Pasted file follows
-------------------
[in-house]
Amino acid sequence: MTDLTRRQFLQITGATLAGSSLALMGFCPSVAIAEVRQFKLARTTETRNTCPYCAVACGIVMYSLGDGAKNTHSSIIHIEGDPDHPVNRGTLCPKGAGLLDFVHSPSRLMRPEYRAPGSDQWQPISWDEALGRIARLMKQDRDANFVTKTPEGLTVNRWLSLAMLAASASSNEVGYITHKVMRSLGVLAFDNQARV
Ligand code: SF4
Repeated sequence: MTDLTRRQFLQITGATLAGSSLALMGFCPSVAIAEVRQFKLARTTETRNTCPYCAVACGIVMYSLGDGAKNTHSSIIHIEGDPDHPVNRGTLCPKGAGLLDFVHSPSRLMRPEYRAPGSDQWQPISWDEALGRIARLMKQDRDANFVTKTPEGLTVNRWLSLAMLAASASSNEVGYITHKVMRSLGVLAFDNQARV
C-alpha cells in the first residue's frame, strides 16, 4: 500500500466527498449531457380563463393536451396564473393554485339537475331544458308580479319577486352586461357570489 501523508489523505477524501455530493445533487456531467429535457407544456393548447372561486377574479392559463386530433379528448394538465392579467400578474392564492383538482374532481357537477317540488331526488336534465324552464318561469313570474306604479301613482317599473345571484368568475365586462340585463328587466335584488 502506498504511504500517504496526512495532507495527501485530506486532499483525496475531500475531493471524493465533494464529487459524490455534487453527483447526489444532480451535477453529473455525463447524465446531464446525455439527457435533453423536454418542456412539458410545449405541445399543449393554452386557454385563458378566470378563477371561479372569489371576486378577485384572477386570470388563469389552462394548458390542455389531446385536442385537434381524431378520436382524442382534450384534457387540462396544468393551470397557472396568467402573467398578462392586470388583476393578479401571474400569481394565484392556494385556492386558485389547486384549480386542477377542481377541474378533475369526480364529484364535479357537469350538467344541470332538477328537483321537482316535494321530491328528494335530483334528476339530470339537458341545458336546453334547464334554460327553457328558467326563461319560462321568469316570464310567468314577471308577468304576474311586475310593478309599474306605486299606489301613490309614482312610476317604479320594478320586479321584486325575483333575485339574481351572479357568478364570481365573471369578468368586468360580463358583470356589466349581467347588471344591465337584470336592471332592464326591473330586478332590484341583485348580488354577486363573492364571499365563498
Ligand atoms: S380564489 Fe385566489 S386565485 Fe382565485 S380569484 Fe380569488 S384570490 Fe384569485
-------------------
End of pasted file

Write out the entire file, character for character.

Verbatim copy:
[in-house]
Amino acid sequence: MTDLTRRQFLQITGATLAGSSLALMGFCPSVAIAEVRQFKLARTTETRNTCPYCAVACGIVMYSLGDGAKNTHSSIIHIEGDPDHPVNRGTLCPKGAGLLDFVHSPSRLMRPEYRAPGSDQWQPISWDEALGRIARLMKQDRDANFVTKTPEGLTVNRWLSLAMLAASASSNEVGYITHKVMRSLGVLAFDNQARV
Ligand code: SF4
Repeated sequence: MTDLTRRQFLQITGATLAGSSLALMGFCPSVAIAEVRQFKLARTTETRNTCPYCAVACGIVMYSLGDGAKNTHSSIIHIEGDPDHPVNRGTLCPKGAGLLDFVHSPSRLMRPEYRAPGSDQWQPISWDEALGRIARLMKQDRDANFVTKTPEGLTVNRWLSLAMLAASASSNEVGYITHKVMRSLGVLAFDNQARV
C-alpha cells in the first residue's frame, strides 16, 4: 500500500466527498449531457380563463393536451396564473393554485339537475331544458308580479319577486352586461357570489 501523508489523505477524501455530493445533487456531467429535457407544456393548447372561486377574479392559463386530433379528448394538465392579467400578474392564492383538482374532481357537477317540488331526488336534465324552464318561469313570474306604479301613482317599473345571484368568475365586462340585463328587466335584488 502506498504511504500517504496526512495532507495527501485530506486532499483525496475531500475531493471524493465533494464529487459524490455534487453527483447526489444532480451535477453529473455525463447524465446531464446525455439527457435533453423536454418542456412539458410545449405541445399543449393554452386557454385563458378566470378563477371561479372569489371576486378577485384572477386570470388563469389552462394548458390542455389531446385536442385537434381524431378520436382524442382534450384534457387540462396544468393551470397557472396568467402573467398578462392586470388583476393578479401571474400569481394565484392556494385556492386558485389547486384549480386542477377542481377541474378533475369526480364529484364535479357537469350538467344541470332538477328537483321537482316535494321530491328528494335530483334528476339530470339537458341545458336546453334547464334554460327553457328558467326563461319560462321568469316570464310567468314577471308577468304576474311586475310593478309599474306605486299606489301613490309614482312610476317604479320594478320586479321584486325575483333575485339574481351572479357568478364570481365573471369578468368586468360580463358583470356589466349581467347588471344591465337584470336592471332592464326591473330586478332590484341583485348580488354577486363573492364571499365563498
Ligand atoms: S380564489 Fe385566489 S386565485 Fe382565485 S380569484 Fe380569488 S384570490 Fe384569485